What will the spin be today?
It was against the Broncos third- and fourth-string defense. He was only making one read or running with the football. It’s preseason and Denver didn’t really care about the outcome.
Pick one. Add one. There will be plenty more to choose from, as Broncos Country tries to explain away what happened on Thursday night in Seattle.
That’s because Paxton Lynch, the former quarterback of the future in the Mile High City and the most-maligned player in recent franchise history, absolutely torched Denver in the second half of last night’s preseason game to lead the Seahawks to a 22-14 victory in Seattle.
His final stat line was pretty stellar: 11 for 15, for 109 yards and a touchdown, plus a nine-yard run for another score, adding up to a 115.7 quarterback rating.
How could this be? How on earth did a guy who almost everyone thought couldn’t play a lick look so good against his former team?
Perhaps all of the experts who analyzed Lynch’s play the past two seasons in Denver were wrong. Maybe they were too busy crafting their next wisecrack about video games to actually watch what was happening on the field.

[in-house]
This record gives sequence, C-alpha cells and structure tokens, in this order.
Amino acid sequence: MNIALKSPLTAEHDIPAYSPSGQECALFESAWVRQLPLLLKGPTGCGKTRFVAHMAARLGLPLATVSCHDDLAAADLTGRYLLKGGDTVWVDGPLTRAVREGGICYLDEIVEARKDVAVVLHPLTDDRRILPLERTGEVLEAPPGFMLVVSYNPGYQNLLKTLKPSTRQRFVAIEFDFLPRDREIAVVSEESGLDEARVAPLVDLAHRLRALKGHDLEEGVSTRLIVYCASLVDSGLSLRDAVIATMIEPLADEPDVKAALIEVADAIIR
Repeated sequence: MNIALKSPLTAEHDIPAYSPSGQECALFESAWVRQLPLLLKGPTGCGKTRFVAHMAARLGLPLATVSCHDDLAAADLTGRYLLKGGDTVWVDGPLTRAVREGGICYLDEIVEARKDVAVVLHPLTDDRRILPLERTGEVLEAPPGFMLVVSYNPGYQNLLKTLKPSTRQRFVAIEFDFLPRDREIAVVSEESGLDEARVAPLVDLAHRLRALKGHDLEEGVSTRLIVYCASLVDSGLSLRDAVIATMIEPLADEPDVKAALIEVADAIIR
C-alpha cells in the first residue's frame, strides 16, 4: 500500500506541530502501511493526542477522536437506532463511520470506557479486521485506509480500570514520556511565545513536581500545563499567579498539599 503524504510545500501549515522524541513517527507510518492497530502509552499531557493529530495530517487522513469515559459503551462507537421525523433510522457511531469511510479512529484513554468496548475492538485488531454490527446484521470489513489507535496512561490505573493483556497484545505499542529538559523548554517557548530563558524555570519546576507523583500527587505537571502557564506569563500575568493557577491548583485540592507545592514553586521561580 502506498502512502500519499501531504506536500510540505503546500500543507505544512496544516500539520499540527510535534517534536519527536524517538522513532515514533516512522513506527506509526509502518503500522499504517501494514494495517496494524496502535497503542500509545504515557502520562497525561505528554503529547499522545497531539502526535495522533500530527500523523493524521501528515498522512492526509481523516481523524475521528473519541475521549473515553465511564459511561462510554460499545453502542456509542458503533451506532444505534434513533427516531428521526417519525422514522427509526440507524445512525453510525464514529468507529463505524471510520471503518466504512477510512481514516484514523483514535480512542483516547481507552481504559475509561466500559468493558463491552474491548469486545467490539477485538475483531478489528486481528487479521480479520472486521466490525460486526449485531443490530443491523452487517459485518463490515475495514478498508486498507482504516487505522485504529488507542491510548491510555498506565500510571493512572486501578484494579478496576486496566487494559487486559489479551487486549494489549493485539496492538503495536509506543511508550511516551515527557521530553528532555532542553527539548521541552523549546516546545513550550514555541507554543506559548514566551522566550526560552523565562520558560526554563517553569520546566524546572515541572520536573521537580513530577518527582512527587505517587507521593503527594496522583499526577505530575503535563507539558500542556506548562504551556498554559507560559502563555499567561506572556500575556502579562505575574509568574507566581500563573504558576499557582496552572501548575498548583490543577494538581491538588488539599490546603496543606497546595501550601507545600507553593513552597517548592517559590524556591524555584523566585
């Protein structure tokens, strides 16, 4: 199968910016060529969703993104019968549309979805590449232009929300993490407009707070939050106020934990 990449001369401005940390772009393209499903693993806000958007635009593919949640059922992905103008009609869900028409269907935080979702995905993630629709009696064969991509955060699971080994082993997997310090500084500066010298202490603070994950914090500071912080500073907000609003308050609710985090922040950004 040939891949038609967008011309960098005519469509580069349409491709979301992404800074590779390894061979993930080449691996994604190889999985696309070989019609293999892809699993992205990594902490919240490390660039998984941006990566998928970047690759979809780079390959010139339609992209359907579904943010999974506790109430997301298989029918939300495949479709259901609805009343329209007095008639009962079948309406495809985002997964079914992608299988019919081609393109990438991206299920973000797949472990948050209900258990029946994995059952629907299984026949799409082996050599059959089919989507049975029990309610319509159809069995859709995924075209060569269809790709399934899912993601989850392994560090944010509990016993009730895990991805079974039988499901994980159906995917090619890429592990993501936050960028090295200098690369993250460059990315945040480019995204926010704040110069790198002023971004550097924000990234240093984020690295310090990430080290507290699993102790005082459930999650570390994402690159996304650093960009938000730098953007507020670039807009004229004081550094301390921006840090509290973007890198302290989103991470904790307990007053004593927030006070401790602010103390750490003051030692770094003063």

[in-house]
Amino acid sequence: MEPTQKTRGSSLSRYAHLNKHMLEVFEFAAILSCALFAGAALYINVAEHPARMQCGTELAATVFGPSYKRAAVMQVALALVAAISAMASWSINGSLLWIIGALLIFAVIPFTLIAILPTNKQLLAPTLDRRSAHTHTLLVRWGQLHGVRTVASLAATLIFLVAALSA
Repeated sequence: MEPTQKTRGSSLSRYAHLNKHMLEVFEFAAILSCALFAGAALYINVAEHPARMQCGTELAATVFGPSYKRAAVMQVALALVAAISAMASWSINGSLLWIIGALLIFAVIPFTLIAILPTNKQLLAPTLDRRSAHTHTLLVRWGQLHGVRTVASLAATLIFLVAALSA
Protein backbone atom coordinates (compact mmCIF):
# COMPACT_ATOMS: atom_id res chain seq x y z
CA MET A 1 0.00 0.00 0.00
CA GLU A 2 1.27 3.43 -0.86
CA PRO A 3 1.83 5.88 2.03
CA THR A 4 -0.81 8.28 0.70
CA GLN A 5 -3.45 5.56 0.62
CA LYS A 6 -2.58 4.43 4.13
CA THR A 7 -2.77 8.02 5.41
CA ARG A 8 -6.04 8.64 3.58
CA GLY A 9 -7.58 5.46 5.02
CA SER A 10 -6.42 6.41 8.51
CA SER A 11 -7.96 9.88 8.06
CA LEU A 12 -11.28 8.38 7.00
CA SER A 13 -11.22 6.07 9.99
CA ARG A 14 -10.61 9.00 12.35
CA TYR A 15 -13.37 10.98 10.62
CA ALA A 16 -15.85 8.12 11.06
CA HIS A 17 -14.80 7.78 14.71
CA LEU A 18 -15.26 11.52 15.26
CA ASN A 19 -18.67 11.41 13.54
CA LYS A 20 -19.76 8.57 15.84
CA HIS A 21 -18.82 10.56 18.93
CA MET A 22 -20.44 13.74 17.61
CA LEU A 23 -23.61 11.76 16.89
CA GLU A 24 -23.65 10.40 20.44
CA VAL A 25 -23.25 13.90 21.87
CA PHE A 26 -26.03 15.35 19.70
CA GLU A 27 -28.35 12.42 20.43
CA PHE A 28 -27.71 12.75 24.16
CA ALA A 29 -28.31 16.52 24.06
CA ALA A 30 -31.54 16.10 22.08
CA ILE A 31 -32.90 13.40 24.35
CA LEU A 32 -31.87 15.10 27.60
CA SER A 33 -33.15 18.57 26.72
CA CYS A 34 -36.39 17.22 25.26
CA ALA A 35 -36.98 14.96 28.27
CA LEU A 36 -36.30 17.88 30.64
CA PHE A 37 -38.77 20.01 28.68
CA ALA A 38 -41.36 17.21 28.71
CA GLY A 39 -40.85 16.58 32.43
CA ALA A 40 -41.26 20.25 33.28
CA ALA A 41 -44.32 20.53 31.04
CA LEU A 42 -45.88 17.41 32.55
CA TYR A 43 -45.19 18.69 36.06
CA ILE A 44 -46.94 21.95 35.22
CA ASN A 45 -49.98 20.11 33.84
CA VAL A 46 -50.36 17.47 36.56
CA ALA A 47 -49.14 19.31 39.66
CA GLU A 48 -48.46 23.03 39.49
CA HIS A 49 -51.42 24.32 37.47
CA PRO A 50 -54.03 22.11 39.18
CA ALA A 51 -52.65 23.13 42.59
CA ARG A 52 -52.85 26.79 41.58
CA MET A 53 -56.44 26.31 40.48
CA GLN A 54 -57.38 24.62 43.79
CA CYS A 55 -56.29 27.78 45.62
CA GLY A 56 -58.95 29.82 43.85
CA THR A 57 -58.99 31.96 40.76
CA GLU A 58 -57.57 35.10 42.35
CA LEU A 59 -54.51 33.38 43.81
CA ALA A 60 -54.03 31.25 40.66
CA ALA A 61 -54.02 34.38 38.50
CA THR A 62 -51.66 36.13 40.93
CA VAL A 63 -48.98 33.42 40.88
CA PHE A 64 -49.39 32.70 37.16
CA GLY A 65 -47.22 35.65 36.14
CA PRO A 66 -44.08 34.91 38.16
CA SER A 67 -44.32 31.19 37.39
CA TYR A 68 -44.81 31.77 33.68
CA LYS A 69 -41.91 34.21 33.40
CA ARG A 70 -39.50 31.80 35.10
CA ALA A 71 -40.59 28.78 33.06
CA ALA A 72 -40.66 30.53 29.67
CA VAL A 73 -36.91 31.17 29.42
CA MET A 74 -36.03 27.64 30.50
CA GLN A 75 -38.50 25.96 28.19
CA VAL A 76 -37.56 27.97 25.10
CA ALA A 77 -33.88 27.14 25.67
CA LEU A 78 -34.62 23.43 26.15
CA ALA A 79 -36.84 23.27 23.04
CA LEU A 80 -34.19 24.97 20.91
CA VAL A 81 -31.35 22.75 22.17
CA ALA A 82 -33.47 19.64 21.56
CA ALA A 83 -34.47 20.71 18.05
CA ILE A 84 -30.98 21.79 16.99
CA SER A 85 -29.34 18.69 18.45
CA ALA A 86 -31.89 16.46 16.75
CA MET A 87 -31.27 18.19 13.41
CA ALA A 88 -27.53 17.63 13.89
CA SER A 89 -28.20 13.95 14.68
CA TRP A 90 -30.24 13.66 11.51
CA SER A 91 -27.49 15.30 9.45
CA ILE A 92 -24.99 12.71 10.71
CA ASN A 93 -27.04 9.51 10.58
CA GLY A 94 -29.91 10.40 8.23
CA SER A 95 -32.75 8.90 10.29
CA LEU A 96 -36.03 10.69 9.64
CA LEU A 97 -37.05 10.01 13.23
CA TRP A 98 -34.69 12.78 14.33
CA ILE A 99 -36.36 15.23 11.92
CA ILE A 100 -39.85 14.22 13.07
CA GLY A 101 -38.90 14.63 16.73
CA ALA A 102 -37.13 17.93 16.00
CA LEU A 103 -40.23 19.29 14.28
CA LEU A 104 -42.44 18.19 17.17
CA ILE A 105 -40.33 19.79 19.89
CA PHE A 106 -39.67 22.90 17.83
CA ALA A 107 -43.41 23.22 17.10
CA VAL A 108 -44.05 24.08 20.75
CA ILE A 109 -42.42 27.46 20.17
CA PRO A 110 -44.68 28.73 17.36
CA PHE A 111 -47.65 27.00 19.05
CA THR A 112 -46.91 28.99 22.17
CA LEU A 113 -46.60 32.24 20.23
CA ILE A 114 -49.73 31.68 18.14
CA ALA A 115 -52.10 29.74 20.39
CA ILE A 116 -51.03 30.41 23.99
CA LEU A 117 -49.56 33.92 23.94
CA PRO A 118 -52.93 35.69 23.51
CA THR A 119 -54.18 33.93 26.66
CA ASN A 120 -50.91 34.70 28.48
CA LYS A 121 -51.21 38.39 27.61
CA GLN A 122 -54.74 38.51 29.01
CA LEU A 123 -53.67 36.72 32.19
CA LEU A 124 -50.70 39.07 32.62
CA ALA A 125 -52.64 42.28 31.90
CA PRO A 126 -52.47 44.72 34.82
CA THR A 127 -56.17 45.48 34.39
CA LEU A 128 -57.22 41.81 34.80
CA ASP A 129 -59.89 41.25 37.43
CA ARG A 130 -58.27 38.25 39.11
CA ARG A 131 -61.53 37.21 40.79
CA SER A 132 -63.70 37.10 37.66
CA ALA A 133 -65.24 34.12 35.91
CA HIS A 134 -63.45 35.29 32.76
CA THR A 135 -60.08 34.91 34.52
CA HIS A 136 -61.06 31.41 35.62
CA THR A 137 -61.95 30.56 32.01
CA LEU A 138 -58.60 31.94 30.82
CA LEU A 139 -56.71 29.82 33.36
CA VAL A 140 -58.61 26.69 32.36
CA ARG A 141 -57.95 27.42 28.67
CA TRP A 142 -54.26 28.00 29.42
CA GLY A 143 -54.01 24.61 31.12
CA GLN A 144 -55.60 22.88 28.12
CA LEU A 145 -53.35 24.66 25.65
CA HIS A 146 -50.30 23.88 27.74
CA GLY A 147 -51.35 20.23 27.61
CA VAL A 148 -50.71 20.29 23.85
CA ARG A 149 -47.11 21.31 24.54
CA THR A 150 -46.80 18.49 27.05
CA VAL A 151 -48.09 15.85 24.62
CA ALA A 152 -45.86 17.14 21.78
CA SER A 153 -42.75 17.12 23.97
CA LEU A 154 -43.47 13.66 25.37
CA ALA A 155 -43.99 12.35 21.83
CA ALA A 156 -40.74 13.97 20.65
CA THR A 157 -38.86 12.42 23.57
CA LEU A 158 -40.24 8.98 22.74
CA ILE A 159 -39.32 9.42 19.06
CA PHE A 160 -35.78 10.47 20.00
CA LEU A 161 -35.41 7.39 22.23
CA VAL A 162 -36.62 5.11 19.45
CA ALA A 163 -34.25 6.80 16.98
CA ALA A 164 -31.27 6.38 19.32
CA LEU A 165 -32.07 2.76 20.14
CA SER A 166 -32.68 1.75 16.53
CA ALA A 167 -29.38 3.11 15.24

They missed in their evaluation. And they missed badly.
Why? Because of their reticular activating system.
That’s the part of people’s brains that filters all of the possible stimuli bombarding their senses; it prevents their mind from getting overloaded and allowing them to make decisions. It’s a vital system, but it also has a fatal flaw – it causes people to see what they expect to see.
Here’s a test: There are a lot of Jeeps on the roads in Denver. Now, see how many Jeeps you notice on your drive home tonight.
Broncos Country did the same thing when evaluating Lynch. Early in the quarterback’s career, they got it in their heads that he couldn’t play. So when they watched him in practice and games, they mostly noticed the plays that supported that belief.
There certainly was no shortage of evidence for them to use, as Lynch wasn’t particularly good during his tenure in Denver. But the way people harped on the bad, while completely ignoring the good moments, was grossly unfair.